Senator the Hon Mathias Cormann
Minister for Finance
Deputy Leader of the Government in the Senate
Senator for Western Australia
MATHIAS CORMANN: There is a lot of work to be done by this Parliament, to put Australia on the strongest possible economic and fiscal foundation for the future. The first thing we should do is to very swiftly deal with those issues where there is broad bipartisan agreement across the Parliament. Specifically, the Government has put forward an Omnibus Savings Bill, which captures all of the savings measures, which Labor banked in their pre-election costings in the lead up to the last election. What we would call on Bill Shorten and the Labor party to do is to join in with the Coalition in passing that legislation very swiftly through the Parliament, so we can then get on with and work our way through those issues where there remains a level of disagreement.
Happy to take questions.
JOURNALIST: You said that the Government was keen for the Omnibus Bill to be dealt with swiftly but the Government wasn’t swift in giving Labor a copy of the Bill. Why is that?
MATHIAS CORMANN: We are following proper process. We took that Bill through our party room yesterday. As soon as it went through our party room it was provided to the Labor party. People would expect us to go through our own internal processes. The important point here is that every single savings measure in our Omnibus Savings Bill is a saving that Labor banked in their pre-election costings. You have to remember, Labor went to the last election admitting that they would deliver bigger deficits, $16.5 billion worth of bigger deficits over the forward estimates, which respected economists said would hurt our economy and would threaten our AAA credit rating. That $16.5 billion in bigger Labor party deficits was after they banked all of the savings in the Omnibus Savings Bill. So what we say to the Labor party in relation to all of the savings in the Omnibus Savings Bill, the time for playing political games is over. Join us, let’s pass this swiftly, so that we can get on with doing the work in relation to all these other matters that we have got to work our way through.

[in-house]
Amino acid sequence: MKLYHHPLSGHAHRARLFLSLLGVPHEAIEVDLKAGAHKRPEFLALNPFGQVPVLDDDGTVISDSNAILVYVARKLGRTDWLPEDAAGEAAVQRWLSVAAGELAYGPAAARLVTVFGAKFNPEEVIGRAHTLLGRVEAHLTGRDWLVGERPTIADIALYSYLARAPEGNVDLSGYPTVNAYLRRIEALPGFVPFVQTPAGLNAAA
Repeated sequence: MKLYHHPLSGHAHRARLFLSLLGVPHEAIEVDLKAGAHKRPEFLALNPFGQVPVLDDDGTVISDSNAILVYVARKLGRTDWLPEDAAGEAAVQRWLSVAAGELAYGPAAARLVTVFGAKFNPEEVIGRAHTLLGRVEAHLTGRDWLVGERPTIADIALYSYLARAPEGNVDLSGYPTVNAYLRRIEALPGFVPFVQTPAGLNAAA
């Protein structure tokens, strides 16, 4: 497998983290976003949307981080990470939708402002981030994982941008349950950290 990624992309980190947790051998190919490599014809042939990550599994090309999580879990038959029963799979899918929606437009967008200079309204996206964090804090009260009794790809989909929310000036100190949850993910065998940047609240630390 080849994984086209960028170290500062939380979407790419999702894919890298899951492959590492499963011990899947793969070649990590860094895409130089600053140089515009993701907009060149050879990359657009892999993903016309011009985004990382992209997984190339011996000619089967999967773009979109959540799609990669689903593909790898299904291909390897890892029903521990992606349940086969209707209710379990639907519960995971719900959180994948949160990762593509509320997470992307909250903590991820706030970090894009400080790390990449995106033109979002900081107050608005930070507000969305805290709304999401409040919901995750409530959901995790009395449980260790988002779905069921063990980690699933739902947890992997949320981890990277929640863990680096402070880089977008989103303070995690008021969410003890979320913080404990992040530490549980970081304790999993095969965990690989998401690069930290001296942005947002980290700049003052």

JOURNALIST: Is it fair to dump them with a 600 page Bill and expect them to get across it straight away? Shouldn’t you be a bit flexible?
MATHIAS CORMANN: The Labor party should already be across it because these savings are savings that the Labor party themselves banked in the lead up to the last election. We are now following proper process. It went through our party room yesterday. It will be introduced into the Parliament on Wednesday. When we come back after next week, we will expect to deal with it. That gives Labor ample time to work their way through it.
JOURNALIST: Reports today that there is within this Omnibus Bill, there’s a saving on payments for psychiatric prisoners that Labor previously voted against. Can you confirm that? If that’s the case, why should they vote for this Omnibus Bill without looking at it more carefully?